France’s autonomous regional train prototype begins operation testing
SNCF and its partners have begun testing a modified Regio 2N regional train as a prototype autonomous regional train for France’s rail network.
Credit: Alstom/ Samuel Dhote.
Two and a half years after a consortium was launched to develop the prototype of an autonomous regional train in France, SNCF and its partners Alstom, Bosch, Spirops, Thales and the Railenium Technology Research Institute have put their test train into operation.
At the start of the year, a Regio 2N regional train was modified and equipped for the purpose of the trials by the Alstom site in Crespin (formerly Bombardier). Various sensors, cameras, radars and lidars (laser detection) were fitted to collect essential data for the project.
The first trials took place over one week, at the beginning of March 2021, between Aulnoye and Busigny and between Busigny and Calais (in the North of France). The Regio 2N regional train prototype ran on a commercial track, with the project’s engineers and technicians on board.
The trials included tests of:
- The perception and recognition systems for the signals located along the track
- The geolocation system, particularly by satellite, which provides the precise position of the train.
During this first phase of trials, the sensors and equipment of these new systems that were specially fitted on the train were activated for the purpose of observing how they work, but they did not interfere with the movement of the train. The prototype was driven by an SNCF driver who specialised in operating under test conditions.
At the end of the first week of trials, tests were conducted at the CEF railway test centre in Petite-Forêt, near Valenciennes, to test the train’s autonomous operation system, which makes it possible to automate the acceleration and braking of the train.
From 17 to 21 May 2021, following the tests carried out at the CEF railway test centre, a second series of trials were scheduled to fine-tune the operating system of the train prototype. These new trials took place on the national railway network at Busigny (in the North of France) and will lead, in the coming months, to semi-autonomous operation in the trial phase.
Semi-autonomous operation makes it possible to automate the acceleration and braking of the train, supervised by a driver. However, these trials are a key step towards achieving the consortium’s ultimate objective: achieving full autonomy by 2023.
The trials, authorised by the French National Railway Safety Authority (EPSF), will help to substantiate the safety demonstration required for the train’s future authorisation to operate. As an observer in the project, EPSF will be in a position to assess the understanding of the technologies developed and their impact on the railway system, as well as any possible regulatory changes needing to be made for this new type of operation.
Cyber-security issues, which are crucial for the autonomous train, have been taken into consideration from the start of the project. The project partners are working closely with ANSSI (Agence Nationale de la Sécurité des Systèmes d’Information), the French national cyber-security authority.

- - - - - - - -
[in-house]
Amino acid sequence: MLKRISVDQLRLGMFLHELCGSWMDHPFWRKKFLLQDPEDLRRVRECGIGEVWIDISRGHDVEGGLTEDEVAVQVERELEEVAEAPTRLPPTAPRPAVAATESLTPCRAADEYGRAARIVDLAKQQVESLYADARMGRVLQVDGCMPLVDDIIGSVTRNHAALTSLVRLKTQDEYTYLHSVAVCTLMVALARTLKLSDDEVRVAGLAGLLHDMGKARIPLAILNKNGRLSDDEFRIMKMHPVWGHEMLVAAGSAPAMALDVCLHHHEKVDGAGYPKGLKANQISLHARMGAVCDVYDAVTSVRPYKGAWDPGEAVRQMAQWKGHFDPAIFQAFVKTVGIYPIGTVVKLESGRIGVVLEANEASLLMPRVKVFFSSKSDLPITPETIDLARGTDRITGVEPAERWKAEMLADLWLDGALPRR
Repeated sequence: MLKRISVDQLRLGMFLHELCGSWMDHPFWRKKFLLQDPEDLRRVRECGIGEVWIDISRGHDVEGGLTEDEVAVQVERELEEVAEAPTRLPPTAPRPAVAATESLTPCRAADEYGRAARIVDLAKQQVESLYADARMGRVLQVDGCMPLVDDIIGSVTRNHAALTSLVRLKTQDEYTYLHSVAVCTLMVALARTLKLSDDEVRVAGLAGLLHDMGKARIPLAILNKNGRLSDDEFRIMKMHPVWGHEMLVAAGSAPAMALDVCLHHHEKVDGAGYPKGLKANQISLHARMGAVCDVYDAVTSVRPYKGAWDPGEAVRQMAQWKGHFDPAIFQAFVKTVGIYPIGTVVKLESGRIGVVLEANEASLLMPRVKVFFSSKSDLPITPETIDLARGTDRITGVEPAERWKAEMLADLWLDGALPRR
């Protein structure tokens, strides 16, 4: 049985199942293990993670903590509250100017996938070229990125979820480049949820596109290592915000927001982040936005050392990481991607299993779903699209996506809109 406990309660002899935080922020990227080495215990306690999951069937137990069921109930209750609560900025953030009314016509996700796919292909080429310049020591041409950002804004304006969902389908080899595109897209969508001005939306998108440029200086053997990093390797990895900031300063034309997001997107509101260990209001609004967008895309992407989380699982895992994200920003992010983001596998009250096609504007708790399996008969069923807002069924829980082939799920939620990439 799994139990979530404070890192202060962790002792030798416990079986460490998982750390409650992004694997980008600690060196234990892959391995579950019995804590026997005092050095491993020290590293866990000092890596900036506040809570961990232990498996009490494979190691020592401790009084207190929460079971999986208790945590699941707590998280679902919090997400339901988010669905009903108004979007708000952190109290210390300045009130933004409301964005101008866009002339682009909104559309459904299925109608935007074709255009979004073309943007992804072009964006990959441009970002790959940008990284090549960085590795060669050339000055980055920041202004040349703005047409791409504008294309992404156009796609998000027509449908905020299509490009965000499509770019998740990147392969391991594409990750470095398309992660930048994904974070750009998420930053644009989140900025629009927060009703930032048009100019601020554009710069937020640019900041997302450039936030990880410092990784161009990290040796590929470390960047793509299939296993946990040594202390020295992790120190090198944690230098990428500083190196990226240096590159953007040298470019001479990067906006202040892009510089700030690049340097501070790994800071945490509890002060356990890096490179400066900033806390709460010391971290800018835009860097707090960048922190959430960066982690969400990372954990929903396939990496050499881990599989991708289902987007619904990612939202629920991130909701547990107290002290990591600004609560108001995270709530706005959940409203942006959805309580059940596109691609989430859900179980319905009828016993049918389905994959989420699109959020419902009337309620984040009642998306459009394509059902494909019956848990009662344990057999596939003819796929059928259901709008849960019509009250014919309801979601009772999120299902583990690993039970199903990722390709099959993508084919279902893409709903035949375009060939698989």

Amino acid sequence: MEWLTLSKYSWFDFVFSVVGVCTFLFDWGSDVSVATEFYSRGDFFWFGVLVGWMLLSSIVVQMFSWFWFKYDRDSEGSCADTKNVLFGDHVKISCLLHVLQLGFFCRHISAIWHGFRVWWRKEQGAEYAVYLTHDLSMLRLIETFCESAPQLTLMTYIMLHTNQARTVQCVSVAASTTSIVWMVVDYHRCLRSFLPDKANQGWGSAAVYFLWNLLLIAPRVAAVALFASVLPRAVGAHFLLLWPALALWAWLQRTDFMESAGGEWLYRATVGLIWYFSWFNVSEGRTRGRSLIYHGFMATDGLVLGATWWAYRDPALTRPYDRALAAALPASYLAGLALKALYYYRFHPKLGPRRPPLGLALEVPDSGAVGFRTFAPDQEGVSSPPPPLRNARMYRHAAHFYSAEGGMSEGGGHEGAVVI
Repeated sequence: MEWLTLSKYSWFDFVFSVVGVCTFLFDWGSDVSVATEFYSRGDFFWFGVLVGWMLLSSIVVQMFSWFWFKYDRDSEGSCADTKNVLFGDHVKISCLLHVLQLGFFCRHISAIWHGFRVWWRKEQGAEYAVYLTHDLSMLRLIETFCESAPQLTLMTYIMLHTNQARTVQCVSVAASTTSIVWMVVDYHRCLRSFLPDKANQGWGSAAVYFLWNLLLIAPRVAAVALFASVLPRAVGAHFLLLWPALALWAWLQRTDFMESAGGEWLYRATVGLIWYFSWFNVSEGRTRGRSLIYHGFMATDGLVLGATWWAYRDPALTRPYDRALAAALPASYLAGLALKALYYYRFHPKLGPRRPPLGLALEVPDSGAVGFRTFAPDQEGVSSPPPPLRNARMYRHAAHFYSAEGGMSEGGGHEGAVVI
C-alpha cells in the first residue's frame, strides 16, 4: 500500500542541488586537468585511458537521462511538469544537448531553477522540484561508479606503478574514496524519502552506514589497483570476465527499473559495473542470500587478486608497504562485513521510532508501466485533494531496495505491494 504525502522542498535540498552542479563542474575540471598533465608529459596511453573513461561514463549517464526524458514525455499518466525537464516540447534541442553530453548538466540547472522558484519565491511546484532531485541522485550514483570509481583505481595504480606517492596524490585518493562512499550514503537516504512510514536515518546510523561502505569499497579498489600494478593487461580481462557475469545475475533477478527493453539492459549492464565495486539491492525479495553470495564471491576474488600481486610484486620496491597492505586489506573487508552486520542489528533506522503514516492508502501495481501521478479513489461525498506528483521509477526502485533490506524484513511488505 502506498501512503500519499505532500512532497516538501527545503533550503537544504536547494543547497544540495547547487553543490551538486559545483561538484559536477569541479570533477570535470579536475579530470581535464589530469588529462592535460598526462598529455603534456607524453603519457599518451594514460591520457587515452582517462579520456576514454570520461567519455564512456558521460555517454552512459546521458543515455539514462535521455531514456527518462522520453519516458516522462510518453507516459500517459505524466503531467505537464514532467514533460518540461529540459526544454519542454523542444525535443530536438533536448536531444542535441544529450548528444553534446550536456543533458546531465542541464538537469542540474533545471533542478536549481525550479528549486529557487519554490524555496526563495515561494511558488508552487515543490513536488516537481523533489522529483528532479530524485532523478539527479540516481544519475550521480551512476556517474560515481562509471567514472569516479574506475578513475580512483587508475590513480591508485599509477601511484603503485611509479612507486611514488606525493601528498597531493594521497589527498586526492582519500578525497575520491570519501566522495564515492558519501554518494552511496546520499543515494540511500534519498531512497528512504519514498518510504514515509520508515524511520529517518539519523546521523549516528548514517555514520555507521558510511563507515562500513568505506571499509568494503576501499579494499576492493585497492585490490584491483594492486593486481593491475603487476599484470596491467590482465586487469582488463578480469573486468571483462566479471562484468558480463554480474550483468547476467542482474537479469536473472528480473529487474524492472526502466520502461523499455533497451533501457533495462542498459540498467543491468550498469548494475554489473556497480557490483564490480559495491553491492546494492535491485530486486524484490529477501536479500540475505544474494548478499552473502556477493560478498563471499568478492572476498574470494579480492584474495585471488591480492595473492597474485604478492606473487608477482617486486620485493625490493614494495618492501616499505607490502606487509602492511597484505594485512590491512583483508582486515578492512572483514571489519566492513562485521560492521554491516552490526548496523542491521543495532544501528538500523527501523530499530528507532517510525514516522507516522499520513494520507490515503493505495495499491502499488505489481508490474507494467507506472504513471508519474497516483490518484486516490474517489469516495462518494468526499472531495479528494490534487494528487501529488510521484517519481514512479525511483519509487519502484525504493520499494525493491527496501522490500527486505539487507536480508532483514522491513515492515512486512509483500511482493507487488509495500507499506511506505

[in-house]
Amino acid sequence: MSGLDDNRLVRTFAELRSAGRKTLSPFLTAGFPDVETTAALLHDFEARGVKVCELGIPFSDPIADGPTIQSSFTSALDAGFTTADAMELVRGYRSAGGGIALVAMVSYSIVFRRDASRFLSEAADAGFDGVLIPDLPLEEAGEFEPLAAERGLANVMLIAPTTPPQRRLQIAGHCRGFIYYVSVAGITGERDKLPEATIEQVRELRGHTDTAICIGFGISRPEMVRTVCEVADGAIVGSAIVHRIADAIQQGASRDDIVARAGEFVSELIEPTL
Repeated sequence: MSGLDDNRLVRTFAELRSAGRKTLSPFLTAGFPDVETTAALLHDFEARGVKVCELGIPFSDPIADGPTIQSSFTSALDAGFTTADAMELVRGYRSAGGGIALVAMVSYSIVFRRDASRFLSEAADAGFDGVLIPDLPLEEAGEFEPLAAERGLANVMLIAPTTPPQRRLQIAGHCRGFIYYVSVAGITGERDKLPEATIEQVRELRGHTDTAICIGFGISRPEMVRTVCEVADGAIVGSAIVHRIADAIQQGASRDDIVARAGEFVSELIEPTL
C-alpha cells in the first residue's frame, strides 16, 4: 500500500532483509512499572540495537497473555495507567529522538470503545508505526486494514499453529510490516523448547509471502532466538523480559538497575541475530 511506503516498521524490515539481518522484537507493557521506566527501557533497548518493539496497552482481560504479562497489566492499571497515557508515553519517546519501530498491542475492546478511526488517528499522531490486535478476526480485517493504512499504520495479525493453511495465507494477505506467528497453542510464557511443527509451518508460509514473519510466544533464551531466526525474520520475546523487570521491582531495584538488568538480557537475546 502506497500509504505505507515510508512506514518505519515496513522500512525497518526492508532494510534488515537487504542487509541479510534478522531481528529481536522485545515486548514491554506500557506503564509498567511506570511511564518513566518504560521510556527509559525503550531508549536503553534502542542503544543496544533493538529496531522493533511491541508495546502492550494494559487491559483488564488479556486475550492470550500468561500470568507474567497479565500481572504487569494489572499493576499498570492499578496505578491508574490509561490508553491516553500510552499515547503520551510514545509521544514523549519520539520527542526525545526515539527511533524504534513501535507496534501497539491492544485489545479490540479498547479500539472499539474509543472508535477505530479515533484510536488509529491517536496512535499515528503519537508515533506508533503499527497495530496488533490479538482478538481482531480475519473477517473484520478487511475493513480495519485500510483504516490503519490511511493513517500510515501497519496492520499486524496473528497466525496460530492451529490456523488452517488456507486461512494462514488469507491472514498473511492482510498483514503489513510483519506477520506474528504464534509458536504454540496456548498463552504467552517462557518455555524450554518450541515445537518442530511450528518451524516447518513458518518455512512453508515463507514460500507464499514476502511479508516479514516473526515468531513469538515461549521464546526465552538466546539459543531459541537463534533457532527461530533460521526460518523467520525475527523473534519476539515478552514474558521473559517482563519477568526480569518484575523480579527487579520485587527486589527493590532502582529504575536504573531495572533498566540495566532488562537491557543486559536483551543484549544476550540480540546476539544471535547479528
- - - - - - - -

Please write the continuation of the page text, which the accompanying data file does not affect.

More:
This Regio 2N regional train will be used over the next two years as a prototype of France’s autonomous passenger train. The train will be tested on the track between Aulnoye and Busigny, during the school holidays.
Outside of the research and test periods, the Regio 2N regional train, an activity of SNCF Voyageurs, will be in regular commercial service, transporting passengers. During these commercial trips, in conventional driving mode, it will record data that will improve the performance of the signal recognition algorithms by detecting, for example, the colour of the traffic lights and the surrounding environment of the train.
At the same time, laboratory work is being carried out on trial simulators at the sites of all of the consortium partners to fine-tune the itineraries of the test train and further develop the automated system.
“Our project has just passed a significant milestone with great success. Another step has been taken towards achieving autonomy in rail. The mobilisation of the SNCF teams and of our partners allows us to explore all of the issues, both human and technological. With our research work and trials, we are making progress in the rail sector and preparing for its future development,” said Pierre Izard, Director of Technology, Innovation and Group Projects at the SNCF Group.
Jean-Baptiste Eyméoud, President of Alstom France, said: “Alstom is particularly proud to have helped to reach a new milestone for autonomous operation in France, following the first run of a semi-autonomous freight train on the French national railway network in October 2020. With more than 50 years of experience, Alstom has been offered, with this project of autonomous train for passengers, a new major opportunity to enhance its skills and innovations in the field of rail automations and autonomous transport, thereby developing its leadership in new forms of autonomous and digital mobilities.”
Agence Nationale de la Sécurité des Systèmes d'Information (ANSSI), Alstom, Bosch, French National Railway Safety Authority (EPSF), Railenium Technology Research Institute, SNCF, SNCF Voyageurs, Spirops, Thales